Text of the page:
Friday, October 27, 2006

Oaxaca, Mexico: Governor tired of all this and it really, really, really must end, this time, for sure.

Oaxaca's Governor Ulises Ruiz Ortiz, now brimming with confidence after the teachers' union voted to abandon the APPO insurgency, declares that he's had enough of the situation in Oaxaca and he really, really, really means it . . . this time.

In an interview with El Universal TV, Ruiz Ortiz said that "the way of negotiation and dialogue has been exhausted" and "the situation must be resolved by the end of this week." Uh, OK. And how does the governor propose to resolve the situation?

Well, he's got a grand plan which even he admits must be implemented by the federal government and not by his state government. The plan includes the use of federal police -- who would be disarmed so as "not to repress the legitimate teachers' movement" -- to come in and maintain order. The plan also includes "50 to 100 representatives of the National Human Rights Comission, or as many as are necessary", "80 to 100 members of the local, national and international press", "notaries" (for official records of the proceedings) as well as representatives of the local (state) Human Rights Commission.

Disarmed police? I'll bet the federal officers are lining up right now to volunteer for this duty. The officers are no doubt fighting to be first in line to come down here, be overwhelmed by a group of club-brandishing Neanderthals, dragged 30 blocks through the city and then tied to a tree in the Zócalo.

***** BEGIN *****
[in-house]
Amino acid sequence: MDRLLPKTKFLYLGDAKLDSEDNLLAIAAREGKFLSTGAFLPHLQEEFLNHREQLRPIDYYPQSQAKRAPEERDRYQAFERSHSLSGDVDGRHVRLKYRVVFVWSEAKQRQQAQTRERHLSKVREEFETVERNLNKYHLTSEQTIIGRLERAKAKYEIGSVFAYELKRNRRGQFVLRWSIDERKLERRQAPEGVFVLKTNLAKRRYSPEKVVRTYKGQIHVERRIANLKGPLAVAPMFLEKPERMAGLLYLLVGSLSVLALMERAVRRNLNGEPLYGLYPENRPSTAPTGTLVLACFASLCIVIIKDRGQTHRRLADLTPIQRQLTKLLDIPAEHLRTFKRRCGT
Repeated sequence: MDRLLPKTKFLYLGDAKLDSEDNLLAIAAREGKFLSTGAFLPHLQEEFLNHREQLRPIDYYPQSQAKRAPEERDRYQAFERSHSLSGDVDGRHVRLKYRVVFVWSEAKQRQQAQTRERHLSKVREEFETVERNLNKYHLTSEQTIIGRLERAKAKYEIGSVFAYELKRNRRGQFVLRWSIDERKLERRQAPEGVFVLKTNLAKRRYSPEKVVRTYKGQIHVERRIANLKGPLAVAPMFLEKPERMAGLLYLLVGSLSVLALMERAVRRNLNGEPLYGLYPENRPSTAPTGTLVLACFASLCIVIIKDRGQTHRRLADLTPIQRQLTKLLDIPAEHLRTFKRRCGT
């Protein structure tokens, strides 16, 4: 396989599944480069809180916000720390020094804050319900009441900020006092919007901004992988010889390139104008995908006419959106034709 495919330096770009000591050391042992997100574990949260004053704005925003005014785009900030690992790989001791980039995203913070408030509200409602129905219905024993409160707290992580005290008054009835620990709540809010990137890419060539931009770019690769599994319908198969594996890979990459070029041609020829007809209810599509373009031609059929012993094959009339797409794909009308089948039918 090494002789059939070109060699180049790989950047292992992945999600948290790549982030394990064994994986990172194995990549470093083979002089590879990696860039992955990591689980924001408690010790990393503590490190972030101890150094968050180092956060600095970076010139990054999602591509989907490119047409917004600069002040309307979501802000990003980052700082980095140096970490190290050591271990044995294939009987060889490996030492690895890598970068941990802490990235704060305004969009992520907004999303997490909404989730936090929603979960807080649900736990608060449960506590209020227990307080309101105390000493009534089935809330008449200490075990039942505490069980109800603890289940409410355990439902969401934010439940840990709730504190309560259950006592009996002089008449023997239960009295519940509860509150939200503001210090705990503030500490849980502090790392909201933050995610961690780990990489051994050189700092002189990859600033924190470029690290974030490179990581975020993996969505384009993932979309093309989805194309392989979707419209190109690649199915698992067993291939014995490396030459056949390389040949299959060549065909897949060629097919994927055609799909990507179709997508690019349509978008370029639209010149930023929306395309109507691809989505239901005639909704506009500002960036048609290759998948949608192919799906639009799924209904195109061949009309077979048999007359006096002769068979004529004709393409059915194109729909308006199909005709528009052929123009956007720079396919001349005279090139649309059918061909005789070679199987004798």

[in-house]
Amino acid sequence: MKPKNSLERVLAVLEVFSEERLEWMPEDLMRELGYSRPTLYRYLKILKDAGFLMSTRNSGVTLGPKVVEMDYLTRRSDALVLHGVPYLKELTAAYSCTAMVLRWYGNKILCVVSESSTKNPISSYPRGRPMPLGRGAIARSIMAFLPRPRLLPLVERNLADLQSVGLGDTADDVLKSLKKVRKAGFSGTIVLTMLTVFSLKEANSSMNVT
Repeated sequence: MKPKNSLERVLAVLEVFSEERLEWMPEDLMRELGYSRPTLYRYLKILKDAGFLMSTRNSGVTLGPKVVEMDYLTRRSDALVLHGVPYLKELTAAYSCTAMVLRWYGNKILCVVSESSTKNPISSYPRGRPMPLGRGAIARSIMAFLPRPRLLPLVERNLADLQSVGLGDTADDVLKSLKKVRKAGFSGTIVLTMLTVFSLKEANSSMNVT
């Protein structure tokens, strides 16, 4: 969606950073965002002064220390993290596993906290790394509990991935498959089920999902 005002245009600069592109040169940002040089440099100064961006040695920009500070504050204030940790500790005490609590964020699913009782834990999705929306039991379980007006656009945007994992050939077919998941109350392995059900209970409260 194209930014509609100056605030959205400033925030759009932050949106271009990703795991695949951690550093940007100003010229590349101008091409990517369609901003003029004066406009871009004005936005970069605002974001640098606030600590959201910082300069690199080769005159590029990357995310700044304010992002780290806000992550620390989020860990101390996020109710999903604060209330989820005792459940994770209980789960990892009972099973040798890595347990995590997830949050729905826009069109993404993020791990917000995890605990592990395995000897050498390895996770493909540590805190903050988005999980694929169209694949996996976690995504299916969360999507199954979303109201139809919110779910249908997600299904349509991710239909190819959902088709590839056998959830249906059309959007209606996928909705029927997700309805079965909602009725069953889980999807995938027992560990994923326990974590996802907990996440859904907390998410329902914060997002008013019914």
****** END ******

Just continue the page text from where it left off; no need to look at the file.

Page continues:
In return, he says, the blockades nust be lifted and businesses allowed to reopen. If not, I guess he'll hold his breath until he turns blue, or something. The governor was asked if he was prepared to "put to one side the ongoing negotiations". He replied that "95% of the demands by the insurgents and counter-offers by the Secretary of the Interior were made against and by my state government." "I repeat," he repeated, "95% of the proposals and counter proposals had to be made by my government. And I don't share the belief that a minority group with shouting, hat-waving, and through coersion pretends to overthrow any authority (meaning he, his own self)"

He addressed the "principal actors" in this little drama, "We are interested in resolving it because in no way am I satisfied with a city under seige, economic losses and a frightened citizenry."

Then came this unfortunate exchange. When asked about the charges by some insurgents that the government was using paramilitary forces to intimidate them, the governor replied that his government didn't need paramilitary hit squads because "My government has the police." Hmmm. That could be construed a couple of different ways. He could have been saying, "My government doesn't need paramilitary groups to maintain law and order because the police will do that." Or, he could have been saying, "My government doesn't need paramilitary forces to drive around blowing people away because my police will do that."

I report, you decide.

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